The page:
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Straight Talk Articles

Power Hog: Do you have an Unusual Energy Use?
November, 2016

Dear Pat: I have done a lot to increase the energy efficiency of my home—for example, I installed a new heat pump and efficient water heater and increased my home’s insulation. An energy auditor even tested my home and didn’t find much in the way of air leakage. However, my energy bill still seems higher than it should be—are there things I could be forgetting? – Raymond

Dear Raymond: You have made some solid investments with your focus on space and water heating, which are usually the major uses of energy in the home. Your energy auditor may have some ideas for how your home’s energy use compares to similar homes in the area—and if it is substantially higher, what could be causing the problem.

Your co-op could also be a good source of information—for example, many co-ops have installed “smart meters” at their members’ homes, which can show detailed hourly energy use. This information can sometimes help pinpoint a large energy user. For example, you may be using more electricity on weekends, which would be an important clue to discovering what is driving up your usage.

Armed with whatever clues you can glean from your energy auditor or your co-op, you are better able to search for an unusual energy use in your home. Are there uses of energy outside your typical living space that are “out of sight, out of mind”? Below are some possible unconventional energy uses that could be pushing up your bill:

Swimming pools and spas: A swimming pool and spa are nice amenities to have in your home, but they can also significantly contribute to your energy bill.

 

  • Your pool pump keeps the water circulating through its filtering system—and could be the most energy intensive part of your pool. Older pool pumps run continuously on a single, high speed, but this circulation is more than the typical residential pool needs. An ENERGY STAR-certified pool pump can be programmed to run at different speeds depending on your pool’s needs—and can pay for itself in as little as two years.

  • If you heat your pool, be sure that you are using an efficient heater—pool heaters that run on natural gas or propane are the most common, but an electric heat pump water heater or solar water heater could be a more cost-effective option. Be sure to put a cover on the pool when it is not in use to keep your heater from working as hard.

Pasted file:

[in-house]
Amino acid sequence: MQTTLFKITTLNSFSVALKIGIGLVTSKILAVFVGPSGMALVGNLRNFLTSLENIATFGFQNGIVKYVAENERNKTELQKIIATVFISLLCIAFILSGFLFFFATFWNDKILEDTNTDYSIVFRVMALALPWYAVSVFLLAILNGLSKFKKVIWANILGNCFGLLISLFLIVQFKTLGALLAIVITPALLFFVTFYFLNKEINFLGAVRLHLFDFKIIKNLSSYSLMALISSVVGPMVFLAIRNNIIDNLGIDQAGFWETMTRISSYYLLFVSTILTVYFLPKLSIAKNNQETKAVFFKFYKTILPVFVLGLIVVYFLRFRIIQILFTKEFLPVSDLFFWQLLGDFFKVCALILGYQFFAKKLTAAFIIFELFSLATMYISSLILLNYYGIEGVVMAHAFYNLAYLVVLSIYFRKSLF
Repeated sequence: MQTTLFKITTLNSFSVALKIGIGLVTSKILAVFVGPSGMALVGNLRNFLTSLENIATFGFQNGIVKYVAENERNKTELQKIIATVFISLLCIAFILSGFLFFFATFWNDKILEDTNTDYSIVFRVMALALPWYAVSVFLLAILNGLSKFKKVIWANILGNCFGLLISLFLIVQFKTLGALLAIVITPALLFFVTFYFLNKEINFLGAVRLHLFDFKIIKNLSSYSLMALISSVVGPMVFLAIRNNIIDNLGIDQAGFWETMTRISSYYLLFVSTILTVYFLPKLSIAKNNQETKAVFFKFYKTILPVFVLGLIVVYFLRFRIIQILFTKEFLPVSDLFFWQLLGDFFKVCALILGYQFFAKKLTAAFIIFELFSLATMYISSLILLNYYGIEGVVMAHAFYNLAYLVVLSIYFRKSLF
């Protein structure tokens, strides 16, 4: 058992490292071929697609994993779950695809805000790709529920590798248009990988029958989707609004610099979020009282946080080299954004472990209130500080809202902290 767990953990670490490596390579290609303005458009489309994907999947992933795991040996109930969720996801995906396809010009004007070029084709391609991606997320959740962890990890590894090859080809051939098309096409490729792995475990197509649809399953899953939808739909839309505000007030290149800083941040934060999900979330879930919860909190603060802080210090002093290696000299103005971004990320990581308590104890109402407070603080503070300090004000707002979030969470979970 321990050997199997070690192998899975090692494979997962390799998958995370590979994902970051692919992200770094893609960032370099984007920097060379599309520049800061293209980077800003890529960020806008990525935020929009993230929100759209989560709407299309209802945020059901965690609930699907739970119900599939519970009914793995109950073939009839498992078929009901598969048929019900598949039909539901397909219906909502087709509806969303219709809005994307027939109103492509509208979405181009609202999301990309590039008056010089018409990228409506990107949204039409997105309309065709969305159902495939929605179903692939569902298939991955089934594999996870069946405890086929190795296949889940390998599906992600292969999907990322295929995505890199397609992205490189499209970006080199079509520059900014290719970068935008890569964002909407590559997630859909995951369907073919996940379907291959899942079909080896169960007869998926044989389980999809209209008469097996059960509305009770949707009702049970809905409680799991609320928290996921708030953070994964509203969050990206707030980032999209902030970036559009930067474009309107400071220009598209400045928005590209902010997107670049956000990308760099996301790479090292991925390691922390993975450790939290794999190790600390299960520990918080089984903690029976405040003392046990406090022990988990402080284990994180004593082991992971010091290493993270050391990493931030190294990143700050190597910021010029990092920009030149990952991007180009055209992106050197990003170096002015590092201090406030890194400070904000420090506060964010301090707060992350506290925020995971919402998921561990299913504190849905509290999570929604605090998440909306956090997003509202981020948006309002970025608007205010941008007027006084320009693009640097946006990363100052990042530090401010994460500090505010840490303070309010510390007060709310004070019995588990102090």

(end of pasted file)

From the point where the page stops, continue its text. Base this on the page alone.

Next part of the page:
• If you have a spa hot tub that you use only occasionally, consider turning it off when it is not in use. If you use your spa frequently, use a cover with a high insulation value to keep the water warm and your electric bill low.

 

 

Pump Systems: Water pumps often run on electricity and can be found in many areas of your property.

  • Irrigation: If you have a larger property, you may have an irrigation system. Leaks in your irrigation system can greatly increase your pump’s electricity use.

  • Wells: If your home uses well water, you have a well pump that helps bring the water from the well to your home. A malfunctioning well pump may run continuously to try and maintain proper water pressure—this can cause a significant increase in your electricity bill.

  • Garden Fountains: Fountains make a calming addition to your garden, but the pumps that run them use about as much energy as a small lamp. If you have many fountains in your garden, look into installing a timer so that the fountains only run part of the day.

Non-Living Spaces: You may have some power hogs in your garage, outbuilding, or basement. For example:

 

  • Do you have a second working, but inefficient, refrigerator or freezer plugged in? Is it in use, or can you consolidate its contents into your kitchen?

  • Do you have a recreational space in an uninsulated part of your home, like the garage or basement? Using space heaters or portable air conditioners in uninsulated spaces can definitely lead to higher bills.

  • Do you have a block heater to help warm your vehicle up on very cold mornings? Plugging in your vehicle overnight will use far more electricity than needed—use a timer to start the block heater a few hours before you need your vehicle.

 

 

Home Business: If you run a business out of your home, there could be a large energy user contributing to your electric bill. For example, regularly using welding equipment, ceramic kilns, or power carpentry tools can contribute significantly to your electric bill, as can equipment that supports home farming operations.

This column is from the November issue of Straight Talk, which is a service of the National Rural Electric Cooperative Association to its member co-ops.  Straight Talk is distributed by electric co-ops around the country as part of a monthly print publication or on co-op websites.

For more information about unusual energy uses, see this page with more resources.

A swimming pool pump can be a significant source of electricity use—ENERGY STAR-certified pumps use far less energy. Photo Credit: Vic Brincat

An energy auditor or your co-op can help you understand your bill and identify potential large sources of electricity use. Photo Credit: Piedmont EMC